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Reports of Committee on Foreign Relations 1789-1901 Volume 6 pp776-777 300dpi scan (VERY LARGE!)

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Vice-President Damon came a few days afterward and was examined. Earlier than this Mr. Bishop, connected with the press, was examined. There were several persons on the annexation side who were examined. I did not suppose that there was any withholding of it from the Government at all; I think they knew very well what I was doing.

The Chairman. Allow me to inquire whether Sereno Bishop is a relative of the wealthy man who has made so many endowments there?

Mr. Blount. I think not; I think Charles E. Bishop came from Boston— a young man.

The Chairman. And married a native?

Mr. Blount. A native princess. He is a very excellent gentleman. Sereno Bishop's father was a missionary. I think I have this from Mr. Bishop. He was born down at Lahaina, on the island of Maui, the old capital.

Senator Dolph. Who were the people representing the Queen's cause—her side of the controversy ?

Mr. Blount. Do you mean before me?

Senator Dolph. No; I do not mean to say there was any representation before you. I understand that was with closed doors; there was no one present but you and the stenographer. I mean persons who saw you in the islands.

The Chairman. The alleged leaders of the Queen's cause.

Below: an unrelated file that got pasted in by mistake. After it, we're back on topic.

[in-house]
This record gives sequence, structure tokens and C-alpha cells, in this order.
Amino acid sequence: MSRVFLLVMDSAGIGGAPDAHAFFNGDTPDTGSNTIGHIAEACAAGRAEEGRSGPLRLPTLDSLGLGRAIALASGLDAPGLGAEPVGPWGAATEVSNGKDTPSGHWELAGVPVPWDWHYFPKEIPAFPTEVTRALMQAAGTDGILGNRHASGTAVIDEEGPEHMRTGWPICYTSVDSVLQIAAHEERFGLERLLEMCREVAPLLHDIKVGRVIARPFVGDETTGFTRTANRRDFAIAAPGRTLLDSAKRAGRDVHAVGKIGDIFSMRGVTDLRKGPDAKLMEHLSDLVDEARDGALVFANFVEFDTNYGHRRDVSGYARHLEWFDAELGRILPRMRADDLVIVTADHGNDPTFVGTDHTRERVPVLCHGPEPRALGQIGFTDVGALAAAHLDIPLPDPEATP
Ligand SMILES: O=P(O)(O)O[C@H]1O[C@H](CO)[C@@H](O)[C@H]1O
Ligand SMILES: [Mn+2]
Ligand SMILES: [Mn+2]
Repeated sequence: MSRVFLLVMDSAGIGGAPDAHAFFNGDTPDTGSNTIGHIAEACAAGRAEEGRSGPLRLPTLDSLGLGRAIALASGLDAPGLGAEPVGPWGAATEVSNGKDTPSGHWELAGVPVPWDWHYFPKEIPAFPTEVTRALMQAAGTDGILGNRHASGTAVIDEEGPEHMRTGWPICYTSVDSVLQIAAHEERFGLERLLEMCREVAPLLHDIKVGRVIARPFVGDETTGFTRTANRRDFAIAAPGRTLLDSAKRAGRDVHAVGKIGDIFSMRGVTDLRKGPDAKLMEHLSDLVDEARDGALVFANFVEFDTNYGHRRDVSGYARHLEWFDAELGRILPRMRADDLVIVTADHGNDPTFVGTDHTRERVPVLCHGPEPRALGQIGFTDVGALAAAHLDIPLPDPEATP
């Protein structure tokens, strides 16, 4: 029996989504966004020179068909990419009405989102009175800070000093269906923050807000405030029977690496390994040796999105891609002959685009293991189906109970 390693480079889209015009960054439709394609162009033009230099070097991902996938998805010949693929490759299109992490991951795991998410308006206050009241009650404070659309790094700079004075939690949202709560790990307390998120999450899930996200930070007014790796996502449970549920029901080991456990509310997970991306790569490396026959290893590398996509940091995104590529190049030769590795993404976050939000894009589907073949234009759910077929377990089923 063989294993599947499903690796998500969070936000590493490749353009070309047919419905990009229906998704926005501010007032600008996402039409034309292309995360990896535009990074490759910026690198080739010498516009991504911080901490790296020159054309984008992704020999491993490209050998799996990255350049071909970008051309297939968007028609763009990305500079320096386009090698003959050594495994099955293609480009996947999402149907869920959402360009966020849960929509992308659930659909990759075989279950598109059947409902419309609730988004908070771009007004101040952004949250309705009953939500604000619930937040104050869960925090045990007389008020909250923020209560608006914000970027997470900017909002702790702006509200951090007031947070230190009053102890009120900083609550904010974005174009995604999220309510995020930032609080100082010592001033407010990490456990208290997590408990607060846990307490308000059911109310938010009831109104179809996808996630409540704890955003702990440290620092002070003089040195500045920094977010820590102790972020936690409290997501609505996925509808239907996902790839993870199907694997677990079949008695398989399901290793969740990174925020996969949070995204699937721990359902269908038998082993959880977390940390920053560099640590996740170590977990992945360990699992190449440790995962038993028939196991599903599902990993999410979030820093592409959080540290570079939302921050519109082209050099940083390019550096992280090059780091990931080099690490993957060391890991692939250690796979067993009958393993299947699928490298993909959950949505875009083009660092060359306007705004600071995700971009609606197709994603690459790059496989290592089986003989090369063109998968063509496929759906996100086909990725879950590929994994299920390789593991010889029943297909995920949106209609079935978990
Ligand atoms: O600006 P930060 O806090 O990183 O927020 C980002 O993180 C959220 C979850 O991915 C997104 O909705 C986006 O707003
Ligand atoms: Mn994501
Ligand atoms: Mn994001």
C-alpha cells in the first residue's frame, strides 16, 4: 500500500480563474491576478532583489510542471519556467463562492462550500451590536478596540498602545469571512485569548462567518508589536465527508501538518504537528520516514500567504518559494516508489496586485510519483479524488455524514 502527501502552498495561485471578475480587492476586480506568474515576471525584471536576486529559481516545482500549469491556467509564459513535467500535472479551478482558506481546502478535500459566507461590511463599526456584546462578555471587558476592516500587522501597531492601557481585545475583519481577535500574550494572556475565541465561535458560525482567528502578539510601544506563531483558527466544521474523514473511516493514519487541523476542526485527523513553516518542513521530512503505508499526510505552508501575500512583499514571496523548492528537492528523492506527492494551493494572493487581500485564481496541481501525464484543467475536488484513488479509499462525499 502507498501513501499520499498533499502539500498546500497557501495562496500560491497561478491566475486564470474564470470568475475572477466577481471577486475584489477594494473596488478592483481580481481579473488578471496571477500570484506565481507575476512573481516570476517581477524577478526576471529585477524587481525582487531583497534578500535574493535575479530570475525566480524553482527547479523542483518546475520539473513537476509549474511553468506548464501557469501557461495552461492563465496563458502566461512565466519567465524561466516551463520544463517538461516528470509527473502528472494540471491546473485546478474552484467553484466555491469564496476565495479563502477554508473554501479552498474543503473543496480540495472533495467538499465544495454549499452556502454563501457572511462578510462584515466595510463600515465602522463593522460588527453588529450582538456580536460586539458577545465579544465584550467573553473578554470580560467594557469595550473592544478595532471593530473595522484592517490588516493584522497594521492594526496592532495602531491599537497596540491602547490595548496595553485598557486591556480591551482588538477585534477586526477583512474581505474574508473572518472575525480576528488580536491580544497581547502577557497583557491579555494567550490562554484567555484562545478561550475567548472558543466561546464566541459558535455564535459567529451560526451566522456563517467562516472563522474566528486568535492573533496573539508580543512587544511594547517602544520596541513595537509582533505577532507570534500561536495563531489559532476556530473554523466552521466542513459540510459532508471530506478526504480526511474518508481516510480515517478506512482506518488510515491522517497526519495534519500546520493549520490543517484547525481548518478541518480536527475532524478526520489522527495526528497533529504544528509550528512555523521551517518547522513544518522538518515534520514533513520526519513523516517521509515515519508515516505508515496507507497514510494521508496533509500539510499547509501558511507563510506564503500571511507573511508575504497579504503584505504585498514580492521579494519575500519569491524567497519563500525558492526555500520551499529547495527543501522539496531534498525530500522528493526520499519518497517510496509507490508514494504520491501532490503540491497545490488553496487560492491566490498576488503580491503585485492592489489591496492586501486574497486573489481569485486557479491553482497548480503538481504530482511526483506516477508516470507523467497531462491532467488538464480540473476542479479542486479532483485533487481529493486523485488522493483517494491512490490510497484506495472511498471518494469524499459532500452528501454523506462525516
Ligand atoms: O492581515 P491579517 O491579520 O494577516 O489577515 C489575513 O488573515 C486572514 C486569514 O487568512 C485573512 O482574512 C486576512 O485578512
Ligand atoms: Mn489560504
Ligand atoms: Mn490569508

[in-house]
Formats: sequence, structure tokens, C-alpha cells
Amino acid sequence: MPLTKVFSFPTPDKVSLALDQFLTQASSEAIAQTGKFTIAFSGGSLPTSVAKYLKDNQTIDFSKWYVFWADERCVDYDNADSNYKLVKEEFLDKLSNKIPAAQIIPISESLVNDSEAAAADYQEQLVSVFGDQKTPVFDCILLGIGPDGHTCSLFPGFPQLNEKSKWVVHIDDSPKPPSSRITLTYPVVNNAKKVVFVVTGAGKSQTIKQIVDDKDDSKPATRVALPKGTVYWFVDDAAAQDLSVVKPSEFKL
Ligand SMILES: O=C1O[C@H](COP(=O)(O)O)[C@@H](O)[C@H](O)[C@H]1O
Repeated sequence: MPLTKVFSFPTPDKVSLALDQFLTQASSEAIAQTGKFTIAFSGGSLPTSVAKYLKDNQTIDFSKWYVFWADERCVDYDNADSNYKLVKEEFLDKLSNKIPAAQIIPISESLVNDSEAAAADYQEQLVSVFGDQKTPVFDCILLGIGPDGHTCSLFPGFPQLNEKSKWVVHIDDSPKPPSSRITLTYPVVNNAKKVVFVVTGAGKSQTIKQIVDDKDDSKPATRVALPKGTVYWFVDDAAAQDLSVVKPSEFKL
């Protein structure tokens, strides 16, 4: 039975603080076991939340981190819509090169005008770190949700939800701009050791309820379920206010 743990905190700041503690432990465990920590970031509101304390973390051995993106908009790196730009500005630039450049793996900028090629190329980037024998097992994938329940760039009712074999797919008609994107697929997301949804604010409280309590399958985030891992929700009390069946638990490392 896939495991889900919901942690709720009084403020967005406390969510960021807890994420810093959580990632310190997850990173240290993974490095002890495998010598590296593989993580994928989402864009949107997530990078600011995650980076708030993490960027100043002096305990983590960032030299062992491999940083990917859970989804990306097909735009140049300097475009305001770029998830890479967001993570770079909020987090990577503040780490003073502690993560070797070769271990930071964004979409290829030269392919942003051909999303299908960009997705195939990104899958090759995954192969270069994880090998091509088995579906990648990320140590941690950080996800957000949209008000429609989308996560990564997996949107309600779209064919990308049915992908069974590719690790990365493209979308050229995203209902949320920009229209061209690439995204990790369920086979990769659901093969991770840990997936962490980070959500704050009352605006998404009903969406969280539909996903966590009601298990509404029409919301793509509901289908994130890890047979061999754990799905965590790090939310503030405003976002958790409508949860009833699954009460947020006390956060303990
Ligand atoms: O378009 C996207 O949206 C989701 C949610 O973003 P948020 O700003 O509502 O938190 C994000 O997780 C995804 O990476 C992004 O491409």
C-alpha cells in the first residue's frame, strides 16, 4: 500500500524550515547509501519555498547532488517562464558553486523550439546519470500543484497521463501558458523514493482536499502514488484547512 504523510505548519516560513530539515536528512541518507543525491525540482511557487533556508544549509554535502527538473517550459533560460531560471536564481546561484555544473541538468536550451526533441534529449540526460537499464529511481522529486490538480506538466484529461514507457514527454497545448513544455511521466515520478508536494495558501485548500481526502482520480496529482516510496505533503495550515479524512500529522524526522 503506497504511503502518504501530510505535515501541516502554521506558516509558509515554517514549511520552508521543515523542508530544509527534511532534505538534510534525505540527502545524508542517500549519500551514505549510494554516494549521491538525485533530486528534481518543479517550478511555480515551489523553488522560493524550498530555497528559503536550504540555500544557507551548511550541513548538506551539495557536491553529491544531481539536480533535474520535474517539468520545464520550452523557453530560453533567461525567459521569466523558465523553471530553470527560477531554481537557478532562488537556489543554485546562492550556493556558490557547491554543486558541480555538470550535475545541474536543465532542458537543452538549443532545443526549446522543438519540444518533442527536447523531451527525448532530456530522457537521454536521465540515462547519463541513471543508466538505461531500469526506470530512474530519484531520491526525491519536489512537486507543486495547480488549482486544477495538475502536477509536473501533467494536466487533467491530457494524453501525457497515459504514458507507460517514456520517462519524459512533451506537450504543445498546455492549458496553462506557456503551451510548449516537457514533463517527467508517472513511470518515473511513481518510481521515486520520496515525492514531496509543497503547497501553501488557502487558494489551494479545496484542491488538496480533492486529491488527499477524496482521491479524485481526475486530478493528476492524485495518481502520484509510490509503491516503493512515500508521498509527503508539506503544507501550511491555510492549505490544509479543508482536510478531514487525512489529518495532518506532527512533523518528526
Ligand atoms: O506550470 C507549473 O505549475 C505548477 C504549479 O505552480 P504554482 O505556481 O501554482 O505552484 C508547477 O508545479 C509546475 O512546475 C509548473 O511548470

Senator Dolph. The alleged leaders of her government.

Mr. Blount. Do you mean leaders in the sense of counseling in this investigation?

Senator Dolph. That assumes that I am assuming that you allowed yourself to be counseled and directed by these people. I do not wish to convey any such impression. People called on you and talked with you, and I understood they called from early morning until late at night, and they talked about the matter of this revolution.

Mr. Blount. I think you are entirely courteous; but this matter goes down in print, and therefore, I ask that everything be made plain, and that my every answer may be correct. I am not in the condition that you gentlemen are. I understand that I am the subject of a great deal of criticism, which is legitimate, and I want to understand the questions I am answering.

The Chairman. You mean to say that the right to criticise you is a legitimate one?

Mr. Blount. Yes.

Senator Dolph. I do not mean to criticise you. I wish to know who were the people who appeared, who called to represent the Queen's interest. That is all.

The Chairman. Who were the reputed leaders of the royal party?

Senator Gray. Whom you met.

Mr. Blount. The matter of leadership there is a very uncertain thing. There are a good many factions amongst them, as you will see from the testimony. But I would say that amongst the more prominent persons in the islands you will find Mr. J. O. A. Carter, Mr. E. C. MacFarlane, Mr. Parker---

The Chairman. Sam Parker?

Mr. Blount. Sam Parker—a man by the name of Bush. He is another leader amongst them. They rather struck me with a little more positive force than some others.

Senator Dolph. At the time the revolution took place how many of the cabinet acted in their interest while you were there?